Phytophthora kernoviae: Symptoms and diagnosis
Leaf and stem necrosis and dieback in rhododendron and other shrubs. Bleeding cankers in trees.
Typical symptoms: leaf necrosis
Infected shoots (buds and young stems) and leaves of plants become necrotic. Entire tufts of foliage often wilt at the end of the shoots and then desiccate. Leaf necrosis occurs in manyinfected species. In rhododendron, infected leaves often show blackening down the mid-vein and stalk (IMAGE: CIMG0861 severe dieback of rhododendron caused by P. kernoviae).
Shoot tip dieback and leaf wilt of Rhododendron ponticum infected with P. kernoviae,Cornwall, UK, 9 Aug 2005
Beech and oak: bleeding canker
Bark invasion by P. kernoviae In European beech (Fagus sylvatica) kills extensive areas of inner bark, often extending 10 m or more up the stem. This necrotic zone oozes a black, sticky fluid hence the phrase bleeding canker (IMAGE CIMG0907: Trunk of beech tree with bleeding cankers caused by Phytophthora kernoviae). Two English oak trees (Quercus robor) have also picked up infections from neighbouring host rhododendron bushes. These trees have also developed bleeding cankers.
Our monitoring of infected trees suggests that the bleeding cankers are not contagious and the trees may recover from infection.
Bleeding canker caused by P. kernoviae on beech,May 2006
Studies by Forest Research found P. kernoviae infecting plants of bilberry (Vacciniummyrtillus) in oak woodland and also openheathland in Cornwall. Bilberry is a native plant to Britain. It grows in lowlandand upland heathlands, but can also be found in some woodlands, grasslands and peat bogs.
Symptoms include stem blackening and necrotic leaves, although the affected leaves are quickly shed.
Magnolia: leaf spot
A wide range of different magnolia species and hybrids have been infected by P. kernoviae, picking up the infection from affected rhododendrons in the same garden. Our research shows that P. kernoviae can persist on infected tissues over winter and then re-infect the new flowers and leaves that are formed the following spring. The most common symptom in Magnolia is leaf spot; some species also show bud blast and blossom blight (IMAGE: P kernoviae infection of magnolia foliage).
Magnolia tree foliage infected with P. kernoviae,Cornwall, UK, 22 Oct 2004
The general symptoms of P. kernoviae infection make it difficult to diagnose without laboratory testing. If you find a rhododendron or tree exhibiting these symptoms, please contact our Tree Health and Disease Diagnostic Advisory Service. We may recommend you send us leaf or tissue samples so we can screen for P. kernoviae, P. ramorum and other possible pathogens.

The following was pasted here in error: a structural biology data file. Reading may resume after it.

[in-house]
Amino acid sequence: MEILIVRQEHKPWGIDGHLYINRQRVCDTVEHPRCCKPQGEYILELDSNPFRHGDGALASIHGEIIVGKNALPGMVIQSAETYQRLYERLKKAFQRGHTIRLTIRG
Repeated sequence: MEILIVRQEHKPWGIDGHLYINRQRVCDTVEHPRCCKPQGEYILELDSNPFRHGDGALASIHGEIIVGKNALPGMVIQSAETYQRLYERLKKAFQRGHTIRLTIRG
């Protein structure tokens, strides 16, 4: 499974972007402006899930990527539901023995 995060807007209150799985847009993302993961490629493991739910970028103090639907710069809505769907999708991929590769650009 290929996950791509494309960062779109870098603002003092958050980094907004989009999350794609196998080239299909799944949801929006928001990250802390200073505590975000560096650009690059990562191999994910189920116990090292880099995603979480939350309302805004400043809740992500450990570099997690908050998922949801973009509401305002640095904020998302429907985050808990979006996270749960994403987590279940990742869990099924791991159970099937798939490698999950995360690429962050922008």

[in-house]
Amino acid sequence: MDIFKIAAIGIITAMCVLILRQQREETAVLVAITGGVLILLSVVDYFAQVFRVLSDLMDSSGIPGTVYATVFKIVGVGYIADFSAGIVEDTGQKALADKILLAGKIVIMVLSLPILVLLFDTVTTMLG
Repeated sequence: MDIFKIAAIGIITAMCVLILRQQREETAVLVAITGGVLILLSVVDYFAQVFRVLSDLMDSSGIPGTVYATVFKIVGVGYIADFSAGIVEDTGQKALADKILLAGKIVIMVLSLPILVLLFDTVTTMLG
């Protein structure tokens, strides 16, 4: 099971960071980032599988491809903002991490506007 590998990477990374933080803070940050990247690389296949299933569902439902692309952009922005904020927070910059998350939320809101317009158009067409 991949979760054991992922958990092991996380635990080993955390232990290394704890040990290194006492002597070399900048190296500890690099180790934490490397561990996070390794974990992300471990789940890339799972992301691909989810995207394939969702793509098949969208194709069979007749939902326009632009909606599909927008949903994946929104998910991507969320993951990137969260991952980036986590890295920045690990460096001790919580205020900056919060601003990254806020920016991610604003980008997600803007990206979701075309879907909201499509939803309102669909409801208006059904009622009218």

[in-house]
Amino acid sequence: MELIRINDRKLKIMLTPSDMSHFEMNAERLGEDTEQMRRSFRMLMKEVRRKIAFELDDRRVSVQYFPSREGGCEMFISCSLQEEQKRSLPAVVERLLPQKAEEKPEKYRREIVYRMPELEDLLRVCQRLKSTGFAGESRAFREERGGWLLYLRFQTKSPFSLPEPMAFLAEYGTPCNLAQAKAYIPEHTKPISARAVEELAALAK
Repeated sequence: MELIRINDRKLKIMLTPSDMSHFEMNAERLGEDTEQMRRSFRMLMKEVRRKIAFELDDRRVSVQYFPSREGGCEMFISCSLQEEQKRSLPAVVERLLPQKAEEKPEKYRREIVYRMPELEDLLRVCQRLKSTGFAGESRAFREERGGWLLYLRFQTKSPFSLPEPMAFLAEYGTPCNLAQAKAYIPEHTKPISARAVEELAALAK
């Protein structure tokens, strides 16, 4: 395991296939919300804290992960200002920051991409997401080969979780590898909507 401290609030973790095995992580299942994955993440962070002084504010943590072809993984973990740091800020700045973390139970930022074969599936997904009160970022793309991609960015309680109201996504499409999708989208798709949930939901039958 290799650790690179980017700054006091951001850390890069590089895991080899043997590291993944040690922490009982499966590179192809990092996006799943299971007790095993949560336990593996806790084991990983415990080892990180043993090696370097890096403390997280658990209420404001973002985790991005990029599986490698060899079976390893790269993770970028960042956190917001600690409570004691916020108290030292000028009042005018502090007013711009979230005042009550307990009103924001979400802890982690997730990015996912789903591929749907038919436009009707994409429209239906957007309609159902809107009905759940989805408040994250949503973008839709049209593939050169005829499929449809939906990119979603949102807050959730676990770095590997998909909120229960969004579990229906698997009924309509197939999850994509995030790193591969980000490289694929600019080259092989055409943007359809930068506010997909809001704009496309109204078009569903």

- For more information about symptoms download the Forestry Commission-Fera Fact Sheet
If you suspect a plant has P. kernoviae or a similar infection, please report your sighting using the Forestry Commission’s Tree Alert form.
|Latin name||Common name||Native range||Symptomexpression|
|Magnolia species||Magnolia amoena||-||China||Leaf spot|
|Magnolia cylindrica||Yellow mountain magnolia||China||Leaf spot and bud blast|
|Magnolia delavayi||Chinese evergreen magnolia||China||Leaf blight|
|Magnolia kobus||Kobus magnolia||Japan||Leaf spot and bud base death|
|Magnolia liliiflora||Lily magnolia||China||Leaf spot|
|Magnolia mollicomata ‘Lanarth’||-||China||Leaf spot and bud blast|
|Magnolia salicifolia||Willow-leafed magnolia||Japan||Leaf spot|
|Magnolia sargentiana||Sargent’s magnolia||China||Leaf spot|
|Magnolia sprengeri||Sprenger’s magnolia||China||Leaf spot|
|Magnolia stellata||Star magnolia||Japan||Leaf spot|
|Magnolia wilsonii||Wilson’s magnolia||China||Leaf necrosis and blossom blight|
|Magnolia hybrids||Magnolia x soulangeana||Saucer magnolia||Japan||Leaf spot|
|Magnolia x brooklynensii(M. acuminata x M. liliiflora)||Evamaria cucumber tree||Leaf spot|
|Magnolia Gresham hybrid ‘Joe McDaniel’(M. soulangeana x M. veitchii)||-||Leaf spot|
|Magnolia Gresham hybrid ‘Sayonora’(M. soulangeana x M. veitchii)||Sayonora magnolia||Japan||Leaf spot|
|Magnolia x lobneri ‘Leonard Messel’(M. soulangeana x M. veitchii)||Leonard Messel magnolia||Japan||Leaf spot, blossom blight and bud blast|